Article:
En EspaŅol
Share

Ask Mr. Smarty Plants

Mr. Smarty Plants - Black bugs on Autumn Joy sedum in Dublin OH

Ask Mr. Smarty Plants is a free service provided by the staff and volunteers at the Lady Bird Johnson Wildflower Center.

Search Smarty Plants
    
 
See a list of all Smarty Plants questions
Can't find the answer in our existing FAQs, submit a question to Mr. Smarty Plants.

Need help with plant identification, visit the plant identification page.
 
rate this answer
Not Yet Rated

Friday - May 27, 2011

From: Dublin, OH
Region: Mid-Atlantic
Topic: Pests
Title: Black bugs on Autumn Joy sedum in Dublin OH
Answered by: Barbara Medford

QUESTION:

How to get rid of tiny black bugs on Autumn Joy sedum?

ANSWER:

We always like to start out knowing what kind of plant we are talking about. In our Native Plant Database there are 18 species of the genus sedum but only one of them, Sedum ternatum (Wild stonecrop) is native to Ohio. This really doesn't matter, as we already knew that 'Autumn Joy' is a selection of some native sedum, or possibly a hybrid of Sedum telephium. They are all members of the Crassulaceae (Stonecrop) family, and have pretty similar growing conditions and pest problems. We had a little trouble finding any information admitting that sedums HAD problems with insects, but these two articles give us some clues.

From Washington State University Extension for Whatcom County Stonecrop - says few pests bother with sedums, although slugs will sometimes take a bite. That is not surprising in view of the fact that the sedum characteristically grows near the ground, where the slugs are grocery shopping.

eHow Home Sedum Plant Pests - concedes that there are several bugs that will damage sedum, but the two it mentions that are good possibilities are aphids (they attack everything), and fungus gnats. Because you specifically mentioned tiny black bugs, we're thinking that might win the prize. The fungus gnats actually originate in damp soil around the plant, and this article mentions a couple of ways to deal with it.

Since the fungus gnat became our likeliest suspect, we found another article All About Fungus Gnats which suggests, among other things, letting the soil dry out before you water it again.

 

 

More Pests Questions

Catalpa and maple with dying branches in Wisconsin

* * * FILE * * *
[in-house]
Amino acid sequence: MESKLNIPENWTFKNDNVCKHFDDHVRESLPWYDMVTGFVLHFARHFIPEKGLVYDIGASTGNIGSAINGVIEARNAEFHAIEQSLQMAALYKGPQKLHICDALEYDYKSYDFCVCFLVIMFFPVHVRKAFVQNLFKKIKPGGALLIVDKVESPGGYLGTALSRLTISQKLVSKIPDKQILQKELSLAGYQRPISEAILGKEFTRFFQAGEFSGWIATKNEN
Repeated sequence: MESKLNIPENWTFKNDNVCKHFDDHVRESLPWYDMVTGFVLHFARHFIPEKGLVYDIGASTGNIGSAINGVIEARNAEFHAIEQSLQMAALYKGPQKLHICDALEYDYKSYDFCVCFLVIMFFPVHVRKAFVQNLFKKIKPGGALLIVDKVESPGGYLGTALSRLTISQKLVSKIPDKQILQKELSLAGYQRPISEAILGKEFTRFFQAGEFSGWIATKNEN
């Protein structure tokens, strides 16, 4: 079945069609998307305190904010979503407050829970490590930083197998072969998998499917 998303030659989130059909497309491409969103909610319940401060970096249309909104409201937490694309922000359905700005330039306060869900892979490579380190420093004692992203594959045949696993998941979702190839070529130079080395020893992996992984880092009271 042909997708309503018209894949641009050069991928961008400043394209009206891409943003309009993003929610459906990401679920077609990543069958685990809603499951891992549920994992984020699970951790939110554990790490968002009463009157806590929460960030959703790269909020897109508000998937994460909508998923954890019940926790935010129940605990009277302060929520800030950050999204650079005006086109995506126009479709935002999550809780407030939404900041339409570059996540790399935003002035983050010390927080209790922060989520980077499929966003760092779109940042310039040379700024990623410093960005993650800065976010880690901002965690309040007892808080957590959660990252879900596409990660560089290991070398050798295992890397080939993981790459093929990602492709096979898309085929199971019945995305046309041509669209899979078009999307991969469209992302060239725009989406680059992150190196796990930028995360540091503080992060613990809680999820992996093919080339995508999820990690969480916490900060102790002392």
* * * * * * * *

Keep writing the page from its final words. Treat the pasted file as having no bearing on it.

July 07, 2008 - We have a northern catalpa in our front yard. It's been there for about three years now and is probably 25' high. This year it appeared to be doing great. It flowered and then all of sudden last ...
view the full question and answer

How to Control Pests on Plants for Sale
May 15, 2014 - I am renting a closed spot at a flea market, and am having trouble with several infestations at once, and I am not sure how to control them. I am currently having trouble with aphids, whiteflies, and ...
view the full question and answer

Something dripping from red oak in Austin
July 30, 2012 - There is a large red oak outside my apartment. The leaves are shiny and covered with what appears to be oil. The ground underneath is coated with this also. When I parked under the tree my car beca...
view the full question and answer

Controlling slugs in a Pacific Northwest strawberry patch
February 04, 2013 - Would love to plant various varieties of strawberries on a bank for erosion control and ground cover. How can we keep the slugs at bay? We are in the the Pacific Northwest
view the full question and answer

Native nightshade that is a host to hornworm-hawk's eye moth
October 03, 2013 - Is there a native nightshade that serves as a host to tomato hornworm/hawks eye moth? I like the moth and as a gardener do not like the hornworm. I would like to have a patch of not terribly toxic nig...
view the full question and answer

Smarty Plants's Facebook profile Support the Wildflower Center by Donating Online or Becoming a Member today.

Mr. Smarty Plants wants you to be his Facebook friend. Click the Facebook icon to add yourself to Mr. Smarty Plants list of friends.
E-NEWSLETTER | BECOME A MEMBER | DONATE NOW | MEDIA | SITEMAP
© 2014 Lady Bird Johnson Wildflower Center